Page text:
A few weeks ago at the Malvern Great Trails Festival in Malvern, Ohio my drum major approached me and asked me to identify a near by flag. If you’ve never been to the trail head imagine a colonial craft and trade fair crossed with a mountain man rendezvous and a French and Indian War reenactment. The Akron and District Pipe Band has been performing their for years. The band camps out side the front gate of the festival grounds. There along a wooden palisade hang many flags from the 1700’s such as the British red ensign, the Saint Andrews Cross, the French battle ensign and flag of New France, among others. But at one end of the row was the Flag my drum major was pointing at, and I was stumped as to its origin.
This flag consisted of a jagged red cross on a white background. As it turns out it is actually supposed to represent two, roughly pruned branches, symbolizing the cross on which Andrew the Apostle was crucified. The Cross of Burgundy was originally the battle flag of Duke Burgundy of Spain who is said to have adopted the design to emulate the St. Andrews Cross. Many Scottish soldiers had served with the Duke during the hundred years war. This flag would later become for a time the Spanish naval ensign and serve as Spain's land battle flag till 1843. Which is all well and good, but why was it flying here at the trail head?
Well the flag was used by Spanish Viceroyalties who ran the Spanish colonel territories of Florida and Cuba. That being said Spain played little to no role in the struggle between France, England and the Iroquois Confederacy for control of the North America. But thats just it, it is the absence of Spanish forces in that war that is most interesting. France and Spain had been long time allies leading up to the out break of war in 1754, but they hesitated to join in the fight for fear of losing control their silver rich colonial positions in central america to the British. It was a delay that would be regretted when the British later captured the port of Havana where the Spanish Treasure fleet had been sailing annually, possibly flying the Cross of Burgundy. If they had joined earlier the combined French and Spanish naval forces may have been a match for the British Navy preventing Britain’s dominance of the high seas.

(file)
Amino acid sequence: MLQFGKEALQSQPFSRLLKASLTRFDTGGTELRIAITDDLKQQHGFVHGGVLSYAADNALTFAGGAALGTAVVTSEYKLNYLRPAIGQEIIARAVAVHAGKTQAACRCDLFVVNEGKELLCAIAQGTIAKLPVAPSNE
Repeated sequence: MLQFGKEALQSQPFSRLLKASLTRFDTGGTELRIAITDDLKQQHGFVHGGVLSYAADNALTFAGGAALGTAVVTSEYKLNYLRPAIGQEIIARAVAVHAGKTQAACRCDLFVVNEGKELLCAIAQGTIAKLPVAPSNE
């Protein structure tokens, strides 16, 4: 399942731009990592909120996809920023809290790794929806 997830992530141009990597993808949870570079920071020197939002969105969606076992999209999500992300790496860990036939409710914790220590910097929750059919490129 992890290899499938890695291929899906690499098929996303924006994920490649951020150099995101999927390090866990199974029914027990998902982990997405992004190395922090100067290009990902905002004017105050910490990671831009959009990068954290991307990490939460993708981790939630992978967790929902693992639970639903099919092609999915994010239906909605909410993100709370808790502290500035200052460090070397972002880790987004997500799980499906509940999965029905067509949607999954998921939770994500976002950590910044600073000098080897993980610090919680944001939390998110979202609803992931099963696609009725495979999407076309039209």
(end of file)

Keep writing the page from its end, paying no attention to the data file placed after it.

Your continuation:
A lot of history lies behind those flags. Flags are something of mystery to many people these days. Before the 18th century almost all flags where battle standards. It wasn’t till the 19th century that many nations across Europe and Asia adopted flags as national symbols. This makes the American Flag adopt in 1777 one of the earliest national flags in history. A interesting fact for a nation still in its relative youth. Flags can trigger strong emotional reactions as the Confederate Battle Flag has in recent history. They are symbols that can take on a indefinite number of emotional and spiritual meanings to so many different people. Most of the time though they hang unnoticed, passed by, often times forgotten.